Brian Henry or Trish Moreis
AHA News Media Relations
Omni Rosen Hotel
NR 98-4852 (StrokeConf/ICH)
ORLANDO, Feb. 6 -- Genetic variations in apolipoprotein E, a key protein involved in the transport and disposal of cholesterol in the body, may be associated in African Americans with the occurrence of a stroke caused by bleeding in the brain.
In a presentation today at the American Heart Association's 23rd Joint International Conference on Stroke and Cerebral Circulation, researchers from Duke University said an increase in the variation of a certain gene known as the e4 allele has been shown to be a possible determinant of the potential for these strokes, called intracerebral hemorrhage (ICH).
"This finding is important because it may help us understand why African Americans suffer more from intracerebral hemorrhage and why they get it at a younger age than Caucasians," says Mark Alberts, M.D., associate professor of medicine, division of neurology and director, Stroke Acute Care Unit at Duke University.
The culprit variant, e4, is one of three known alternative forms, or alleles, of the gene encoding for apo E. Located on the surface of circulating blood-fat particles, apo E normally binds to liver cells, helping them to clear cholesterol from the blood. When genetically defective apo E fails to do its job, higher levels of "bad" LDL cholesterol result, setting the stage for atherosclerosis, the disease process that can create the blood vessel obstruction that can trigger a heart attack or stroke.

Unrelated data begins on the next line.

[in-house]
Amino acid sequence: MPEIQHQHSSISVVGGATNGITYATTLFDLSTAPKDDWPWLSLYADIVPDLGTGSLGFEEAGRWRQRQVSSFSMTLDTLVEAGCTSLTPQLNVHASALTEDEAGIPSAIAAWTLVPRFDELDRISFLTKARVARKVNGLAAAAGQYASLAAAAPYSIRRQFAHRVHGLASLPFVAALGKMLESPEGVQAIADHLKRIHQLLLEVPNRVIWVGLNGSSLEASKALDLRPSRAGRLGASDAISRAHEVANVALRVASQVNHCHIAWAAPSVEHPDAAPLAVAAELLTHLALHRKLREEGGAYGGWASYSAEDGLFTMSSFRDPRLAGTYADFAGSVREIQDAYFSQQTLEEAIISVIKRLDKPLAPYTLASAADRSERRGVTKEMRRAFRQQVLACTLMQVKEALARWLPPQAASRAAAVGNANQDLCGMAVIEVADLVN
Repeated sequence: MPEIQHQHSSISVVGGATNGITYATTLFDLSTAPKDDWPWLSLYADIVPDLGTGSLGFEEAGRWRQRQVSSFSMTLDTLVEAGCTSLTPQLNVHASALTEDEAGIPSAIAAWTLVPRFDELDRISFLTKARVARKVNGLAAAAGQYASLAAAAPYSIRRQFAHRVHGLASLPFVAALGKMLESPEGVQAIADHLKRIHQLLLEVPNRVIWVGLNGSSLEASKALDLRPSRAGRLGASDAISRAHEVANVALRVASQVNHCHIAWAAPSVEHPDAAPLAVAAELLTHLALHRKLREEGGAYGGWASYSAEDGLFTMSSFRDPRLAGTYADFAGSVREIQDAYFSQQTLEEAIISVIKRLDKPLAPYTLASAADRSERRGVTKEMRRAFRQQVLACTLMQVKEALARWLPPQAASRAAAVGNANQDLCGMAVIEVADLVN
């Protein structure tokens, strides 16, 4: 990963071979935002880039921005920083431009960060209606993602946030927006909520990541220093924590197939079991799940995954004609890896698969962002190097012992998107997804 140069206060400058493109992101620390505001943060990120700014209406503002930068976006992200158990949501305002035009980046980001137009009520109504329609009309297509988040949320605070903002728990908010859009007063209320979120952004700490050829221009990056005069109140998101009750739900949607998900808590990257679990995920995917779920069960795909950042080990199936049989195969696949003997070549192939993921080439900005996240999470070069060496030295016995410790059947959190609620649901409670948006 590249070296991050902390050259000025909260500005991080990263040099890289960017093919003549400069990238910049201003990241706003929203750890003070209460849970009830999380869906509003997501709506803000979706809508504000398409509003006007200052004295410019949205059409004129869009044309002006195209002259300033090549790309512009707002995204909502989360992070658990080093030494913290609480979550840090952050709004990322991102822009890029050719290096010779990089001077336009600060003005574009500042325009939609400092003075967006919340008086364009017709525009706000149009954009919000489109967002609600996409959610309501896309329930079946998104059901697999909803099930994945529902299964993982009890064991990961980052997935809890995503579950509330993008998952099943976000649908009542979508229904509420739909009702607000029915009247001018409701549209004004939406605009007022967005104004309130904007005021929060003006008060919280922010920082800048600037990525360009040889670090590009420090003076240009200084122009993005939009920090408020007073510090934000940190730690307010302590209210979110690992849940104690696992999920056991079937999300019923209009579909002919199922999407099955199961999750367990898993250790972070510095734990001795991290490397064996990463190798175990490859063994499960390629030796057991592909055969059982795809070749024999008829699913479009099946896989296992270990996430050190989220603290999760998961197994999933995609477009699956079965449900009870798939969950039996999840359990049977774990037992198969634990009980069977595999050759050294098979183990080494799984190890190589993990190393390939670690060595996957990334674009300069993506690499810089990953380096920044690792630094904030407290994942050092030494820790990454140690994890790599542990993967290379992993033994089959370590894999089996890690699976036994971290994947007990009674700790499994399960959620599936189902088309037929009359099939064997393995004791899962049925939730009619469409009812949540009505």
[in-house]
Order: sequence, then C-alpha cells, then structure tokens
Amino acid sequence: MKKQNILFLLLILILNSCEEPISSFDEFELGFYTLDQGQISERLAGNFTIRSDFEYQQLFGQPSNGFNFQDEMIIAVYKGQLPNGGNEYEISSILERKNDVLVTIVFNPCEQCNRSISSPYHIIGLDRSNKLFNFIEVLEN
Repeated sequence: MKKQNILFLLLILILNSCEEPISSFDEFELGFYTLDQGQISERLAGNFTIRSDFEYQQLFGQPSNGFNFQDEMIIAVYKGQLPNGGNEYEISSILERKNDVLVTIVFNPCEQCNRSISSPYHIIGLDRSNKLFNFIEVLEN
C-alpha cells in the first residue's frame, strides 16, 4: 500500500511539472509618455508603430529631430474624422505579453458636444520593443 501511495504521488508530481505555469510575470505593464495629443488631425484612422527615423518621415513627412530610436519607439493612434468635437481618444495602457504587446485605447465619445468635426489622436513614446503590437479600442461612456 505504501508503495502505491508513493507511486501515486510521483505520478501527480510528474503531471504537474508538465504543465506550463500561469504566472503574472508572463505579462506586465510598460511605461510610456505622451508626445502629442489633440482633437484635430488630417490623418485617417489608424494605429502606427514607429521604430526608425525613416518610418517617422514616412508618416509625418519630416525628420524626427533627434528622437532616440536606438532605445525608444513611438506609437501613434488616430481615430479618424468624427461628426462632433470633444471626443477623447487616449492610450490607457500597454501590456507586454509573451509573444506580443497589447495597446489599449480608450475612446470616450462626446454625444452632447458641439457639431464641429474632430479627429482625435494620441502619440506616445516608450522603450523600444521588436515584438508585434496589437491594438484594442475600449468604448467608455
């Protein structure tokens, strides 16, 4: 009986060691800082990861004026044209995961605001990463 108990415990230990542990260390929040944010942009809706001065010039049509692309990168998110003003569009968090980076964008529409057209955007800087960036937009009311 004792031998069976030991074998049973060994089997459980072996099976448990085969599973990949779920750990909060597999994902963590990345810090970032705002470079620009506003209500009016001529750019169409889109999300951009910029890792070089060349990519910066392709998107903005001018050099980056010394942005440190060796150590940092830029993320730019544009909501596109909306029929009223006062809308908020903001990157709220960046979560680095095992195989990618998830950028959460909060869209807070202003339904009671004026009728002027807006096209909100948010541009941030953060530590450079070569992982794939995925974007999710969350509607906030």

"We and others have observed that African Americans tend to be more
likely to have bleeding strokes and have a worse outcome," says Alberts. "We
believe the e4 allele is a predictor of a poorer outcome after stroke and may be
associated with more severe stroke."
Contact: Brian Henry
American Heart Association